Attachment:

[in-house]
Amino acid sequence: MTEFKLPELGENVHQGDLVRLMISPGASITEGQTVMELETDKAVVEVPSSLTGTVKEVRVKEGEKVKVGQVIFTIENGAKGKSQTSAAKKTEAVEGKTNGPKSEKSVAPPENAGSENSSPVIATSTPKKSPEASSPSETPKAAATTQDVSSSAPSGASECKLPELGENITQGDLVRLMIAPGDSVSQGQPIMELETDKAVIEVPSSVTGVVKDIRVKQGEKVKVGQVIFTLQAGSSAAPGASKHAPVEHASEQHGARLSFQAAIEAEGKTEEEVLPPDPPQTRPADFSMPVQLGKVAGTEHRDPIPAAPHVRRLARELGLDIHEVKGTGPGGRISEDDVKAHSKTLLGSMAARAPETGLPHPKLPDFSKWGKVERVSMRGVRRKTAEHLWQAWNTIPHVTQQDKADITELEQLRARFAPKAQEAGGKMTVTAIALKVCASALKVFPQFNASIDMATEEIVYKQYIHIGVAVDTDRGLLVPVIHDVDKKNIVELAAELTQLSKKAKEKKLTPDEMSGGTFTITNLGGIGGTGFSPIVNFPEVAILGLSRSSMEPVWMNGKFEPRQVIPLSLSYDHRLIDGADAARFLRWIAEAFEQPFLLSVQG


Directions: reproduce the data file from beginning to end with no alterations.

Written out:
[in-house]
Amino acid sequence: MTEFKLPELGENVHQGDLVRLMISPGASITEGQTVMELETDKAVVEVPSSLTGTVKEVRVKEGEKVKVGQVIFTIENGAKGKSQTSAAKKTEAVEGKTNGPKSEKSVAPPENAGSENSSPVIATSTPKKSPEASSPSETPKAAATTQDVSSSAPSGASECKLPELGENITQGDLVRLMIAPGDSVSQGQPIMELETDKAVIEVPSSVTGVVKDIRVKQGEKVKVGQVIFTLQAGSSAAPGASKHAPVEHASEQHGARLSFQAAIEAEGKTEEEVLPPDPPQTRPADFSMPVQLGKVAGTEHRDPIPAAPHVRRLARELGLDIHEVKGTGPGGRISEDDVKAHSKTLLGSMAARAPETGLPHPKLPDFSKWGKVERVSMRGVRRKTAEHLWQAWNTIPHVTQQDKADITELEQLRARFAPKAQEAGGKMTVTAIALKVCASALKVFPQFNASIDMATEEIVYKQYIHIGVAVDTDRGLLVPVIHDVDKKNIVELAAELTQLSKKAKEKKLTPDEMSGGTFTITNLGGIGGTGFSPIVNFPEVAILGLSRSSMEPVWMNGKFEPRQVIPLSLSYDHRLIDGADAARFLRWIAEAFEQPFLLSVQG